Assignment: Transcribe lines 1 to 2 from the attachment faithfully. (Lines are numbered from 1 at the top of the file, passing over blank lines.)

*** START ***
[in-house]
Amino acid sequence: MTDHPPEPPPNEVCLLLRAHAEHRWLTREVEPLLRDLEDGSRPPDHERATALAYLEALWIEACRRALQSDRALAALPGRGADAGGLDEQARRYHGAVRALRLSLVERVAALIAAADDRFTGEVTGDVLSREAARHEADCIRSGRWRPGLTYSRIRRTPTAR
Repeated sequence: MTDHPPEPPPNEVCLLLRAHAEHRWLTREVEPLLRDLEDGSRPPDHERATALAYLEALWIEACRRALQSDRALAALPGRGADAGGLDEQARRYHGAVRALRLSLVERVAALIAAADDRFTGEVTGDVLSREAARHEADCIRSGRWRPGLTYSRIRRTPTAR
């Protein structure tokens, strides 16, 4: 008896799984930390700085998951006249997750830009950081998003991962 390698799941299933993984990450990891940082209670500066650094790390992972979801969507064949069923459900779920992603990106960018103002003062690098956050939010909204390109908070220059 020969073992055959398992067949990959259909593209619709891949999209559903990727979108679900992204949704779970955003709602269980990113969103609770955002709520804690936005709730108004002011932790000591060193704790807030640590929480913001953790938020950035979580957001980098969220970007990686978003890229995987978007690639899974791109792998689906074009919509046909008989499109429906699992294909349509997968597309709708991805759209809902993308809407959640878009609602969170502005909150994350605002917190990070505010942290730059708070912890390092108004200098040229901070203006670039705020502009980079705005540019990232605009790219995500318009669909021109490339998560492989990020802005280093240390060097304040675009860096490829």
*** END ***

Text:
[in-house]
Amino acid sequence: MTDHPPEPPPNEVCLLLRAHAEHRWLTREVEPLLRDLEDGSRPPDHERATALAYLEALWIEACRRALQSDRALAALPGRGADAGGLDEQARRYHGAVRALRLSLVERVAALIAAADDRFTGEVTGDVLSREAARHEADCIRSGRWRPGLTYSRIRRTPTAR